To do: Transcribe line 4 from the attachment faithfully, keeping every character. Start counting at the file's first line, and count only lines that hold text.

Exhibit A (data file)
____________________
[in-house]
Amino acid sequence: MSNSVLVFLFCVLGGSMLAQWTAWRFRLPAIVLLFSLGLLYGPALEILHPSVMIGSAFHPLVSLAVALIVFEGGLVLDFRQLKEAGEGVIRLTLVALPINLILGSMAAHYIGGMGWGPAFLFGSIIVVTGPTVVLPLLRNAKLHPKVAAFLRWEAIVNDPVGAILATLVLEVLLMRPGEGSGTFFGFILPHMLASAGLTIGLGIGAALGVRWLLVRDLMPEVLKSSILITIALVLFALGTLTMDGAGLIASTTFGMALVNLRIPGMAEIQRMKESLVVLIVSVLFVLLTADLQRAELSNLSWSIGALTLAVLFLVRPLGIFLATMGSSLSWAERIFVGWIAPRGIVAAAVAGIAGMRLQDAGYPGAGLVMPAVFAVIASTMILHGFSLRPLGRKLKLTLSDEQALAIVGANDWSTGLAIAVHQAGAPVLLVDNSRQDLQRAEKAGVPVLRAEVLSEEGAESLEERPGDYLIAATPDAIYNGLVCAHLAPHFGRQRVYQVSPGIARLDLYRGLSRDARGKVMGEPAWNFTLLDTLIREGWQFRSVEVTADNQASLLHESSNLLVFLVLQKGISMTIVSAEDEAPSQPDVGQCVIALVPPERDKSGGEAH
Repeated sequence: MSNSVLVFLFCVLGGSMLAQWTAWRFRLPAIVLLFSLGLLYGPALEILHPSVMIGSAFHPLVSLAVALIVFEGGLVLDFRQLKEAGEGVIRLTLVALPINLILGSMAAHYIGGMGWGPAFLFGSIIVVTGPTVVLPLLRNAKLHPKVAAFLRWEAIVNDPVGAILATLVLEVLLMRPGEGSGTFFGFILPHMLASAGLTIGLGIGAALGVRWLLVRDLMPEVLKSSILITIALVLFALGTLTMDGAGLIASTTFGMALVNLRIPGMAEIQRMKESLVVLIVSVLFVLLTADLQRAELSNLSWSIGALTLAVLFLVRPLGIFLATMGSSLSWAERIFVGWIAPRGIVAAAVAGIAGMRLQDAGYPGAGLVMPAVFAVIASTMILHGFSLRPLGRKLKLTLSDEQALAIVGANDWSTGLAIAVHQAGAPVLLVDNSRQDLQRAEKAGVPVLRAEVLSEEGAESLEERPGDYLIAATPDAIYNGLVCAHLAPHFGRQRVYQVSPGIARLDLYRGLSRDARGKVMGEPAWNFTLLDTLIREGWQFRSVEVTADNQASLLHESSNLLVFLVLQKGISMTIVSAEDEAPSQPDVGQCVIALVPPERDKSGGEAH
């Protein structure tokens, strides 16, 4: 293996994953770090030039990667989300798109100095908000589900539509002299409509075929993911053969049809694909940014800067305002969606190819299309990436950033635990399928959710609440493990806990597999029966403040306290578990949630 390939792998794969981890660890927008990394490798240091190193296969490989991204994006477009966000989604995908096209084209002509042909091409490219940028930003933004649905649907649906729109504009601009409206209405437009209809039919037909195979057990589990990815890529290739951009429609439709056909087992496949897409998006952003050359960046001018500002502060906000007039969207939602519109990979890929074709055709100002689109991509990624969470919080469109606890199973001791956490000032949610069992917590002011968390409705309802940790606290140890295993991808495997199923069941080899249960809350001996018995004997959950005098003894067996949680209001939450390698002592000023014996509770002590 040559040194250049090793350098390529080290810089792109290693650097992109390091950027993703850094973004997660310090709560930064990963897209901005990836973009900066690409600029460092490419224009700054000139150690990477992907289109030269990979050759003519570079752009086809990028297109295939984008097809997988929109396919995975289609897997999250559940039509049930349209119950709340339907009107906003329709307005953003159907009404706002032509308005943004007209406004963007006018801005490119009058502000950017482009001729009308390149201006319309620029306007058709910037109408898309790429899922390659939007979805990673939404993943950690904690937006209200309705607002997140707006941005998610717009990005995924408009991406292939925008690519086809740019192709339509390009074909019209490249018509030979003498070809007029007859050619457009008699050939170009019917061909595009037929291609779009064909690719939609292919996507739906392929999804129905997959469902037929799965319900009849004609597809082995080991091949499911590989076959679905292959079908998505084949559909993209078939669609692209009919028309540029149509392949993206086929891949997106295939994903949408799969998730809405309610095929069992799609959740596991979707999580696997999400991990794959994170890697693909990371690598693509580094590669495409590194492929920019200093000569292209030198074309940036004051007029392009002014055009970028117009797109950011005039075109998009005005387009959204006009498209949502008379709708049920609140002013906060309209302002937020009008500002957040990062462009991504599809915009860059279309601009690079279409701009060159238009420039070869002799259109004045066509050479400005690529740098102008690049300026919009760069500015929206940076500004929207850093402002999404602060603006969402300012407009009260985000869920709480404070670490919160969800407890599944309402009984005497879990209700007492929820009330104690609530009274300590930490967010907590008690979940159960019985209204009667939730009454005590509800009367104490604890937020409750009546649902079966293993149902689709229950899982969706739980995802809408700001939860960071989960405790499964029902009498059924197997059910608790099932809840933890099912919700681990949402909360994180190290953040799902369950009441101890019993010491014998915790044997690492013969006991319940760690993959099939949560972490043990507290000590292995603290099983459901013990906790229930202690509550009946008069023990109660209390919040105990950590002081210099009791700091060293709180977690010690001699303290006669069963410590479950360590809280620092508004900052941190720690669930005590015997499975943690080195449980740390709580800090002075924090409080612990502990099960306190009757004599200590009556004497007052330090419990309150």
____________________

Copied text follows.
């Protein structure tokens, strides 16, 4: 293996994953770090030039990667989300798109100095908000589900539509002299409509075929993911053969049809694909940014800067305002969606190819299309990436950033635990399928959710609440493990806990597999029966403040306290578990949630 390939792998794969981890660890927008990394490798240091190193296969490989991204994006477009966000989604995908096209084209002509042909091409490219940028930003933004649905649907649906729109504009601009409206209405437009209809039919037909195979057990589990990815890529290739951009429609439709056909087992496949897409998006952003050359960046001018500002502060906000007039969207939602519109990979890929074709055709100002689109991509990624969470919080469109606890199973001791956490000032949610069992917590002011968390409705309802940790606290140890295993991808495997199923069941080899249960809350001996018995004997959950005098003894067996949680209001939450390698002592000023014996509770002590 040559040194250049090793350098390529080290810089792109290693650097992109390091950027993703850094973004997660310090709560930064990963897209901005990836973009900066690409600029460092490419224009700054000139150690990477992907289109030269990979050759003519570079752009086809990028297109295939984008097809997988929109396919995975289609897997999250559940039509049930349209119950709340339907009107906003329709307005953003159907009404706002032509308005943004007209406004963007006018801005490119009058502000950017482009001729009308390149201006319309620029306007058709910037109408898309790429899922390659939007979805990673939404993943950690904690937006209200309705607002997140707006941005998610717009990005995924408009991406292939925008690519086809740019192709339509390009074909019209490249018509030979003498070809007029007859050619457009008699050939170009019917061909595009037929291609779009064909690719939609292919996507739906392929999804129905997959469902037929799965319900009849004609597809082995080991091949499911590989076959679905292959079908998505084949559909993209078939669609692209009919028309540029149509392949993206086929891949997106295939994903949408799969998730809405309610095929069992799609959740596991979707999580696997999400991990794959994170890697693909990371690598693509580094590669495409590194492929920019200093000569292209030198074309940036004051007029392009002014055009970028117009797109950011005039075109998009005005387009959204006009498209949502008379709708049920609140002013906060309209302002937020009008500002957040990062462009991504599809915009860059279309601009690079279409701009060159238009420039070869002799259109004045066509050479400005690529740098102008690049300026919009760069500015929206940076500004929207850093402002999404602060603006969402300012407009009260985000869920709480404070670490919160969800407890599944309402009984005497879990209700007492929820009330104690609530009274300590930490967010907590008690979940159960019985209204009667939730009454005590509800009367104490604890937020409750009546649902079966293993149902689709229950899982969706739980995802809408700001939860960071989960405790499964029902009498059924197997059910608790099932809840933890099912919700681990949402909360994180190290953040799902369950009441101890019993010491014998915790044997690492013969006991319940760690993959099939949560972490043990507290000590292995603290099983459901013990906790229930202690509550009946008069023990109660209390919040105990950590002081210099009791700091060293709180977690010690001699303290006669069963410590479950360590809280620092508004900052941190720690669930005590015997499975943690080195449980740390709580800090002075924090409080612990502990099960306190009757004599200590009556004497007052330090419990309150």